Upgraded Falcon 9 Rocket Successfully Debuts from Vandenberg

January 5, 2018 – 10:30 am

Falcon911Launch_SpaceX4X3.jpgWASHINGTON — Space Exploration Technologies Corp. (SpaceX) successfully debuted a new and more powerful variant of its Falcon 9 rocket Sept. 29, lofting an experimental Canadian satellite and paving the way for the company’s upcoming first launch of a geostationary-orbiting communications satellite.

However, the company was unable to demonstrate a reignition of the rocket’s upper stage following the deployment of the Canadian Space Agency’s experimental Cassiope space-environment monitoring satellite and multiple secondary payloads. A second burn will be required during SpaceX’s next mission, intended to place the SES-8 telecommunications satellite into geostationary transfer orbit for satellite operator SES of Luxembourg.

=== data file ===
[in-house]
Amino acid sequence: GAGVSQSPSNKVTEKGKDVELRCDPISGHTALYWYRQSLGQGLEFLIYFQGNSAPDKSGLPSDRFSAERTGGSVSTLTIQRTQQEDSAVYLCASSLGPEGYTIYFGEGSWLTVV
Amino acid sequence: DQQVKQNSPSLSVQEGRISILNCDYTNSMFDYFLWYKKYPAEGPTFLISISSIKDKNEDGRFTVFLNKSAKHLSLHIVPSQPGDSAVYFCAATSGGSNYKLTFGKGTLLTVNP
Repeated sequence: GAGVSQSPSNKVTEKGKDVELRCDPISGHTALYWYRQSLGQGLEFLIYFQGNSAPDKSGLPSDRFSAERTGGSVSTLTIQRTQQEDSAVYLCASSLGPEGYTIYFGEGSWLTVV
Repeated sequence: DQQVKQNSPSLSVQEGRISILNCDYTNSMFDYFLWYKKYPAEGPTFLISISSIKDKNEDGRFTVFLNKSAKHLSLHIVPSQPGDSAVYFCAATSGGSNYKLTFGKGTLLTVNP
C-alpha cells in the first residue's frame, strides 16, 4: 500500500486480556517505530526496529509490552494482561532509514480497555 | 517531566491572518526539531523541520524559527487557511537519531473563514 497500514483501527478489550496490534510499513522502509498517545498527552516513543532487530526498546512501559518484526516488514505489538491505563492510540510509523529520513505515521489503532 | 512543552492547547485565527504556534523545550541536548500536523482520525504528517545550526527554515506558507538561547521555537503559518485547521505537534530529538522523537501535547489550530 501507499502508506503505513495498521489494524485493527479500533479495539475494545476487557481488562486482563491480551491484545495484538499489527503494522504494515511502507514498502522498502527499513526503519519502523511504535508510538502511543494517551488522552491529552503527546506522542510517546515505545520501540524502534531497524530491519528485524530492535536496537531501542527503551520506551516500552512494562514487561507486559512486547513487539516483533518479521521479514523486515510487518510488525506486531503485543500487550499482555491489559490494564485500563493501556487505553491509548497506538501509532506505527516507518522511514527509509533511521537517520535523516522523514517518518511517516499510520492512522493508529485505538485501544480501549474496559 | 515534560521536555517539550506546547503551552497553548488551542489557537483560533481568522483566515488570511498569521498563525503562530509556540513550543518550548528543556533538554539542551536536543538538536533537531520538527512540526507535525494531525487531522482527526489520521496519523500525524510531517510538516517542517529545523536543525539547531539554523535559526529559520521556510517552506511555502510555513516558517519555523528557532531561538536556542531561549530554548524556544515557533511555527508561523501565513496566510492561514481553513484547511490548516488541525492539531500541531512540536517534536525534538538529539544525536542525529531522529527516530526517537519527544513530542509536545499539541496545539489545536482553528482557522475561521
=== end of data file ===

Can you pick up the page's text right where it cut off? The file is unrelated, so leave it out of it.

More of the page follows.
SpaceX founder and Chief Executive Elon Musk characterized the issue that forced the abort of the second upper-stage burn as minor and said the company expects to resolve it in relatively short order. During a post-launch teleconference with reporters, Musk said the SES-8 launch is still scheduled for October, but hinted that a few extra weeks might be needed to fully understand what happened.

Musk noted that Hawthorne, Calif.-based SpaceX has demonstrated reignition of the Merlin 1D engine multiple times on the test stand. The said the abort during the demonstration flight likely had to do with the environmental differences between sea level and space.

“It’s nothing fundamental, Musk said.

After a number of delays, the first Falcon 9 v1.1 rocket, a stretch version of the vehicle that also features new engines and a larger-diameter fairing, lifted off from Vandenberg Air Force Base, Calif., around 9 a.m. local time and successfully deployed its payloads shortly thereafter. The new variant is needed to launch telecom satellites to geostationary transfer orbit and to carry larger cargo loads to the international space station.

Source: spacenews.com

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